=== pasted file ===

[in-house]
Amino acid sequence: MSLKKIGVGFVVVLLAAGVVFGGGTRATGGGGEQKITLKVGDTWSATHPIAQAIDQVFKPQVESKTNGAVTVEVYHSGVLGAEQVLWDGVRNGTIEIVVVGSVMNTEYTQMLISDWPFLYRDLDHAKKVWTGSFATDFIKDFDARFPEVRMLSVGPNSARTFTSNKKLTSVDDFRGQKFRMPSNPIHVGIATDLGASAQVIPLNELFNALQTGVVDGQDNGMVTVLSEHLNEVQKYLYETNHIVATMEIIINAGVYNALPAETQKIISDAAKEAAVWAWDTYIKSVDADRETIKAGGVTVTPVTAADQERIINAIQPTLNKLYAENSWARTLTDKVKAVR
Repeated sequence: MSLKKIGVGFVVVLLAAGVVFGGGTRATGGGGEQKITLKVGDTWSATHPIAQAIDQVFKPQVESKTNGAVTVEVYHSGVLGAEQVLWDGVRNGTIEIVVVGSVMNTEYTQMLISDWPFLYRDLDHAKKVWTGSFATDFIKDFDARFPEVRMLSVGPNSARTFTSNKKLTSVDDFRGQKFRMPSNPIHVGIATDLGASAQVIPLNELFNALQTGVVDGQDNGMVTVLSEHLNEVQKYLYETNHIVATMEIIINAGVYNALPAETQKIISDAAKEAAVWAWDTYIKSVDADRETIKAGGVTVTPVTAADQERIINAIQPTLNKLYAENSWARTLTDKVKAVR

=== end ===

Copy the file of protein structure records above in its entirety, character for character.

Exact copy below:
[in-house]
Amino acid sequence: MSLKKIGVGFVVVLLAAGVVFGGGTRATGGGGEQKITLKVGDTWSATHPIAQAIDQVFKPQVESKTNGAVTVEVYHSGVLGAEQVLWDGVRNGTIEIVVVGSVMNTEYTQMLISDWPFLYRDLDHAKKVWTGSFATDFIKDFDARFPEVRMLSVGPNSARTFTSNKKLTSVDDFRGQKFRMPSNPIHVGIATDLGASAQVIPLNELFNALQTGVVDGQDNGMVTVLSEHLNEVQKYLYETNHIVATMEIIINAGVYNALPAETQKIISDAAKEAAVWAWDTYIKSVDADRETIKAGGVTVTPVTAADQERIINAIQPTLNKLYAENSWARTLTDKVKAVR
Repeated sequence: MSLKKIGVGFVVVLLAAGVVFGGGTRATGGGGEQKITLKVGDTWSATHPIAQAIDQVFKPQVESKTNGAVTVEVYHSGVLGAEQVLWDGVRNGTIEIVVVGSVMNTEYTQMLISDWPFLYRDLDHAKKVWTGSFATDFIKDFDARFPEVRMLSVGPNSARTFTSNKKLTSVDDFRGQKFRMPSNPIHVGIATDLGASAQVIPLNELFNALQTGVVDGQDNGMVTVLSEHLNEVQKYLYETNHIVATMEIIINAGVYNALPAETQKIISDAAKEAAVWAWDTYIKSVDADRETIKAGGVTVTPVTAADQERIINAIQPTLNKLYAENSWARTLTDKVKAVR